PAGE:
DU admissions: No facilities to encourage transgender students
Delhi University is transgender friendly but only on the application form. For the second year, the premier university is accepting applications under the ‘other’ gender category but apart from a section on the form, there are no facilities that can encourage transgender applicants to join.DU admissions 2016 Updated: Jun 10, 2016 12:47 IST
Delhi University is transgender friendly but only on the application form.
For the second year, the premier university is accepting applications under the ‘other’ gender category but apart from a section on the form, there are no facilities that can encourage transgender applicants to join.
The single policy decision related to transgender applicants was taken last year. It said they will be barred from taking admission in women’s colleges.
“This rule remains unchanged. Any other policy decision, such as reservation, percentage benefit or infrastructure upgrades were not discussed specifically. If need be then the university will provide infrastructure and other requirement,” said Manoj Sinha, member of the admission committee and Aryabhatta College principal.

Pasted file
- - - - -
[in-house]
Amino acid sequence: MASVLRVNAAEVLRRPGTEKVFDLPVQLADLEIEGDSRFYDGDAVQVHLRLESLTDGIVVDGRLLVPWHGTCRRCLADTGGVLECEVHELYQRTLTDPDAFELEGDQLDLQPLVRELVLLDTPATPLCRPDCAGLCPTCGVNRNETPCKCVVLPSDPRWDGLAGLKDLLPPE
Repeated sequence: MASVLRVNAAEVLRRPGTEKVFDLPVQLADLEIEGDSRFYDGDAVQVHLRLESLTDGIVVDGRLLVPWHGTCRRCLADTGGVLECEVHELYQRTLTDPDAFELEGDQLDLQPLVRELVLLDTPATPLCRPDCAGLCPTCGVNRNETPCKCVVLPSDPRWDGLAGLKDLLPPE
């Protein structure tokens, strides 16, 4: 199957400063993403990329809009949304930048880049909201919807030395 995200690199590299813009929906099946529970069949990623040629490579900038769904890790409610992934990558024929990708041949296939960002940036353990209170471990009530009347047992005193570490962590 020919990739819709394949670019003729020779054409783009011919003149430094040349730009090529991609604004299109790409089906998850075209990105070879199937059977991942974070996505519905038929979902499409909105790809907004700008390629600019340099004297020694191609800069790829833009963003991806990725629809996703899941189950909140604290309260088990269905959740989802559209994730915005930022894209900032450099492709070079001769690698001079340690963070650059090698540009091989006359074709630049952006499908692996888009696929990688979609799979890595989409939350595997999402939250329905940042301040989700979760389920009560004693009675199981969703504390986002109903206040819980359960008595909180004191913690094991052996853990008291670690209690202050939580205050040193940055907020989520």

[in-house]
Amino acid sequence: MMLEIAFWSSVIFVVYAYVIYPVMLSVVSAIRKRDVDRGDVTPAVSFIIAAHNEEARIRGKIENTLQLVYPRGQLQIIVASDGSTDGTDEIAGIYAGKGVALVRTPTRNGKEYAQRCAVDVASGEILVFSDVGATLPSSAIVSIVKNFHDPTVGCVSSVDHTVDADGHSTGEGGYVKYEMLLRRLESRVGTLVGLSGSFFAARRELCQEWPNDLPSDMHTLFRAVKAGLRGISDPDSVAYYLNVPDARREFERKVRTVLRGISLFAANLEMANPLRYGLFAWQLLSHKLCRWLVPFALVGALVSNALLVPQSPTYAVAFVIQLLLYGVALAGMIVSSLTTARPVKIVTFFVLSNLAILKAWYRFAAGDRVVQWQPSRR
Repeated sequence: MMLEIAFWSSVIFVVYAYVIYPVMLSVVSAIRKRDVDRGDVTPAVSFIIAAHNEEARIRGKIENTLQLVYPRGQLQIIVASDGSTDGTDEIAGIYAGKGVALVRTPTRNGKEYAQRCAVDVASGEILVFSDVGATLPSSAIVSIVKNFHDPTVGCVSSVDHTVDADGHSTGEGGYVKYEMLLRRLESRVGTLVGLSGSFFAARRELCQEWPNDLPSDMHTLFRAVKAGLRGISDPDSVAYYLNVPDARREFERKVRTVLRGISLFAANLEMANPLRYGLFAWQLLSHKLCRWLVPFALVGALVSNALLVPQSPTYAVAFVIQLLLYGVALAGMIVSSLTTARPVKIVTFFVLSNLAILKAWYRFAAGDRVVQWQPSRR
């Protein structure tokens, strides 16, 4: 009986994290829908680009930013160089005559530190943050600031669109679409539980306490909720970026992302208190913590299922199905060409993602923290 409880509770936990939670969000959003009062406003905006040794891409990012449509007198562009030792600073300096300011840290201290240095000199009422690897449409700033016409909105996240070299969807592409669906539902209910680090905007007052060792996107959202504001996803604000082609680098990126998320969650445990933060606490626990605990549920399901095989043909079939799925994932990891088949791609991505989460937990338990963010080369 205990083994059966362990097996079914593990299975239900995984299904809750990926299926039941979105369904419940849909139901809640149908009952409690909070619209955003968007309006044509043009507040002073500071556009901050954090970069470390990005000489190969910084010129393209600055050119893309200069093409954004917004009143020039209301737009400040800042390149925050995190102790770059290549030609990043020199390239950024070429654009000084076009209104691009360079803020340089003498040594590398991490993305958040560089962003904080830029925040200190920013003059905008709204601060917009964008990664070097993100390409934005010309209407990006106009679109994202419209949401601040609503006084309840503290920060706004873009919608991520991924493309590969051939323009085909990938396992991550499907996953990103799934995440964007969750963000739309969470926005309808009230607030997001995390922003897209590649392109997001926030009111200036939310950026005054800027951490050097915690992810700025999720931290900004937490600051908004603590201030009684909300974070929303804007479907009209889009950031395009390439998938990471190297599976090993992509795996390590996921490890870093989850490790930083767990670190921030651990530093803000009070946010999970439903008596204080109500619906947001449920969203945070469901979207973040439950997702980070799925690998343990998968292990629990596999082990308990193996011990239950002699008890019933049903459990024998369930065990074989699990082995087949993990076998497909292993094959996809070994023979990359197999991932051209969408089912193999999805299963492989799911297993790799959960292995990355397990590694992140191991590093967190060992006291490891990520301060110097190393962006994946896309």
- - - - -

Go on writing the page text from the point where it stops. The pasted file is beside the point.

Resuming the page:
Last year, 66 aspirants had applied under the category but nor a single one joined – either because they did not meet the cutoff or because they did not find the facilities and attitudes welcoming. This year, there are six applicants from the category so far.
The ‘other’ category was introduced in the undergraduate form in 2015 and in the postgraduate form in 2014.
A study conducted by the university’s department of ‘adult, continuing education and extension’ confirms that no student in this category was admitted to DU in 2015-2016.
The study said it could be because of the lack of supporting infrastructure, grievance committees, formal orientation programme, and sensitisation programme for students and faculties.
“There should be clear directives from the higher authorities such as UGC or the vice-chancellor for more trans-inclusive policies and resources. There is a need to revise the anti-discrimination policy in the light of transgender students,” said Rajesh, who conducted the study and does a community outreach programme with such people.
“DU does not want to acknowledge the presence of transgender students. Since it is an open campus there is a need for elaborate sensitizing and creating awareness. Forget about infrastructure, the university first needs to put grievance redressal mechanism in place,” said Rafiul a member of DU Queer Collective – an informal group that works on gender.
Unlike DU, Jawaharlal Nehru University (JNU) gives deprivation points to transgender students during admissions.